A dear friend introduced me to the University of Phoenix online school. I enrolled at the end of 2013. Only 17 of my 36 community college credits transferred. I was PISSED. Still, I carried on.
In June 2015, I finally obtained an Associate Degree in Business Administration. I immediately jumped into the Bachelor’s program. I was on a roll. I devoted so much to my schoolwork. I was working during and after childbirth labor. I even carved out time for schoolwork during my annual family vacations.
Up next, was my Bachelor’s Degree. After I completed 18 class credits, I was awarded with a certificate in Business Administration. In 2017, I obtained my full Bachelor’s Degree. I took some time away from my studies for a few months before getting back to work. This time, I was hungry for a Master’s Degree. I wanted to maximize the amount of money that I could earn. A higher degree meant a higher pay, right?
I was worn out. Being a stay-at-home mom and keeping up with my schoolwork was starting to take it’s toll on my mental health. My grades started slipping, and I ended up on academic probation. I was crushed. Nothing else that I achieved mattered the moment that I saw that “academic probation” status. I took another break before I started my last three classes. I felt like I owed myself that much. After I exhausted my leave of absences, I returned to school.
I begrudgingly began the final classes of my Master’s program. I did fairly well in the next class. In fact, my GPA rose a little bit. It seemed like every A spiked my overall grade by .000001%, but every F would tank my overall grade by at least 500%.
Going into my second to last class, I was optimistic. Unfortunately, my teacher was a harsh grader. I was writing two papers every week. It seemed that my teacher was never satisfied with my work. I framed a lot of my assignments around being a stay-at-home mom because I wasn’t a rocket scientist, like my classmates. I guess that wasn’t good enough. Still, I escaped that class with a B-.
I entered my last class with very little gas in the tank. I had another teacher who was a tough grader. I was OVER it.
I was dealt a harsh blow. My teacher gave me an F on my week one assignment. I didn’t understand his rationale. I spent many hours on this paper. I broke down. I cried on and off for two days. I watched my grade drop from an A to a G+.
Once I recovered, I did what I do best. Can you guess what that was? Yes, I dropped out. Yes, I did. I dropped out of school just one class shy of obtaining a Master’s Degree. It was late in 2019.
I was no longer able to handle the emotional toll. I was a 31 year old wife with 6 young children. I was putting an unreasonable amount of pressure on myself, and school just became too much of a commitment.
As soon as I submitted my request for withdrawal, I could feel my brain cells repairing themselves. I felt a huge wave of peace wash over me. I knew in that moment that I had made the right decision.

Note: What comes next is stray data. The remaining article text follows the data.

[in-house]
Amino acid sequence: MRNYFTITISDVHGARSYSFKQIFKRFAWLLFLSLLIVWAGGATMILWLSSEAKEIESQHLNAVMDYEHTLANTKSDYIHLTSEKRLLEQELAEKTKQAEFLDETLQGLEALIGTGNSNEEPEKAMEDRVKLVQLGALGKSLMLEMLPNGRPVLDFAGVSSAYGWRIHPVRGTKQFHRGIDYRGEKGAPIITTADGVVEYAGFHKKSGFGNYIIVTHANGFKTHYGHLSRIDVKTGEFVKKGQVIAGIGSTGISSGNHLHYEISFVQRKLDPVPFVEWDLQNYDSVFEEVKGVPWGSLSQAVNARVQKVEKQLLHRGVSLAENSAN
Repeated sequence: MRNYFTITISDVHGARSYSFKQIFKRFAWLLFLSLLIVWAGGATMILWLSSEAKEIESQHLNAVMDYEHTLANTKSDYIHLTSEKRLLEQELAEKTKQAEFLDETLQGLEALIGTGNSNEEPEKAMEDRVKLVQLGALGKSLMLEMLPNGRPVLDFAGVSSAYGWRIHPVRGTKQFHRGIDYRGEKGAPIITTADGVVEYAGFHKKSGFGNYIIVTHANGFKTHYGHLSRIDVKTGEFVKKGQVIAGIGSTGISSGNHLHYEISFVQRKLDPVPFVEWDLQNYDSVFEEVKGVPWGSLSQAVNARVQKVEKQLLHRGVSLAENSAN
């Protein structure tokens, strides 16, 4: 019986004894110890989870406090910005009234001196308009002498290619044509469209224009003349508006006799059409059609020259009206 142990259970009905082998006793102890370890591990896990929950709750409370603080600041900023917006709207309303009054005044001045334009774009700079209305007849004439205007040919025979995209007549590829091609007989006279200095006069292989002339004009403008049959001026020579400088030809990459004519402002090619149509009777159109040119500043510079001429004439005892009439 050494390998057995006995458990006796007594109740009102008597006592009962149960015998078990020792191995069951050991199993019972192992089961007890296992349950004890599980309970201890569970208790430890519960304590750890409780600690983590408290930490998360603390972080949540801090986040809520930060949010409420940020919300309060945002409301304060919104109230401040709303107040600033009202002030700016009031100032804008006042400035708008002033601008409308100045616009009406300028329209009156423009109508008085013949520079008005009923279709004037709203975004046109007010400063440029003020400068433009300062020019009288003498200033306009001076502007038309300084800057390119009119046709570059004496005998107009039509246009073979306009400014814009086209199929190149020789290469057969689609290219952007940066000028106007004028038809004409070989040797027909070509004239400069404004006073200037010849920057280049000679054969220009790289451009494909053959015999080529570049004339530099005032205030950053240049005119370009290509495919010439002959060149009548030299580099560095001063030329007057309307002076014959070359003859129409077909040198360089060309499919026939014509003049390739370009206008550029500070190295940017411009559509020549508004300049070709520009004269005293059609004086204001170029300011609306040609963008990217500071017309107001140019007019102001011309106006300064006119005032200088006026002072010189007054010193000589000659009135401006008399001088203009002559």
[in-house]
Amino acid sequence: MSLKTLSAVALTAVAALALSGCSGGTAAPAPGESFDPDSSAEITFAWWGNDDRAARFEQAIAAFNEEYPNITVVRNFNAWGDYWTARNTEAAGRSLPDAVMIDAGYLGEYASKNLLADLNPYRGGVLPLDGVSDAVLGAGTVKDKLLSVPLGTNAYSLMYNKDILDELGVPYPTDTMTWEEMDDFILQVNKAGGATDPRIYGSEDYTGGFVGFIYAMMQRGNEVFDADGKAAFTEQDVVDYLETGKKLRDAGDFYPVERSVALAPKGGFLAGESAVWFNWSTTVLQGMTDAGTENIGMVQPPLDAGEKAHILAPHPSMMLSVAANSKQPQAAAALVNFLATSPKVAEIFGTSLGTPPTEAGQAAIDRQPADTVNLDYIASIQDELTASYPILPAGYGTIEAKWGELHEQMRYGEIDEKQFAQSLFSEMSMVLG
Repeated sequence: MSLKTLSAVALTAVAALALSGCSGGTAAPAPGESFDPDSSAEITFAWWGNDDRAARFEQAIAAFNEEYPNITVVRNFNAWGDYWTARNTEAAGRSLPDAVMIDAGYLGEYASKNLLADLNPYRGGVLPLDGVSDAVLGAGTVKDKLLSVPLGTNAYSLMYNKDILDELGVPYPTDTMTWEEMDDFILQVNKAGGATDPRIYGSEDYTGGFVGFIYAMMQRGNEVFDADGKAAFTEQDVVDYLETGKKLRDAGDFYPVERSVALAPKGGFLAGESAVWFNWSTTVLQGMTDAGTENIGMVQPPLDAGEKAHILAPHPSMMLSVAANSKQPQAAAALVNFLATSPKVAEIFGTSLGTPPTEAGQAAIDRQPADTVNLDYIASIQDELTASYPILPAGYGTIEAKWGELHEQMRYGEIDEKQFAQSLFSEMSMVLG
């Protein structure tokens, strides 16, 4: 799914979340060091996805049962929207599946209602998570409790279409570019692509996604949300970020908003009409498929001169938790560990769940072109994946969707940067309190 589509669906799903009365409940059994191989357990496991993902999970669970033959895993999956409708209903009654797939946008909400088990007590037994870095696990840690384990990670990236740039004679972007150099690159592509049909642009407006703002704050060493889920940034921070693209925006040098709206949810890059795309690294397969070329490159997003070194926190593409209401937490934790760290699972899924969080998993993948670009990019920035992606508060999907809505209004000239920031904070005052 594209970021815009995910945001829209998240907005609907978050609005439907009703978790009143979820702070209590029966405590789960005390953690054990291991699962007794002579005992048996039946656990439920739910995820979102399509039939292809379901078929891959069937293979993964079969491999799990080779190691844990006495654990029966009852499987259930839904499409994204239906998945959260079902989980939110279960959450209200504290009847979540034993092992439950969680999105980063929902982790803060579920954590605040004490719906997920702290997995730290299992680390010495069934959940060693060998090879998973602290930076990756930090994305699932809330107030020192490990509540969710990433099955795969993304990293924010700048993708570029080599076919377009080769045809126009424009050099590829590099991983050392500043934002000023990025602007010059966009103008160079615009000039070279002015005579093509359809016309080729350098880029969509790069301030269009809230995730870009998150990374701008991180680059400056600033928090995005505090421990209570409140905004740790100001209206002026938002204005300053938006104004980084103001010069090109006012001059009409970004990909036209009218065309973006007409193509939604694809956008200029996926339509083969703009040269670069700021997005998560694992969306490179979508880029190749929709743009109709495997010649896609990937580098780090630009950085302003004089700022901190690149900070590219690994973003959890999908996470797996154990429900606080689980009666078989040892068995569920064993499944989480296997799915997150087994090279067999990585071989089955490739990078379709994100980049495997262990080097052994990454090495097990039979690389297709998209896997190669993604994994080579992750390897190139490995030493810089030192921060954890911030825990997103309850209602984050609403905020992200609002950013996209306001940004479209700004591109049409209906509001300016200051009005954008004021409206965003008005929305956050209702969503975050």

As expected, my academic advisor called me. I almost immediately regretted answering the phone. He kept pushing me, but I wouldn’t budge. He knew what my home life was like, but it was almost as if he wanted me to put my family on the back burner. I began to think that this man was going to get a check if I graduated from my program.
Well, I apologize for stopping his bag, but I was firm in my decision. His pushy attitude was not helping to reverse my decision. My advisor continued to call until I put his number on the “Do not disturb” list.
Honestly, I didn’t even like school. For all of those years, I held onto the mentality that having a college education would guarantee this massive income. I had been studying for a Master’s Degree and was still unsure of what I wanted to do for my career.
That’s no different from today. I was sure that if I did not have children, I would not have gone to school. I genuinely felt like I had wasted my time.
School was never for me. I had to have this realization about myself. School became a way for me to impress my parents. I never did this for me. Obtaining degrees was a way to make me feel worthy. Going to school never made me happy.
I enjoyed the praise that I received from my parents. I was in an imaginary race with my siblings to become the favorite child. I loved my name being attached to something other than birth certificates.
Yet, people still believe in me. Despite my struggles to believe in myself, there are people who still cheer me on. My mother, the optimistic, still prays for me. My father, the realistic, still loves me. My friends still encourage me.
I went to college to get more knowledge. Surprisingly, I learned more about myself than I ever knew.
Today, I enjoy my peace. I enjoy not having to worry about deadlines, or being judged for how I interpret different lessons. Most of all, I enjoy not feeling validated by a piece of paper.
I may not have my feet on the ground yet, but I think I’m close to landing.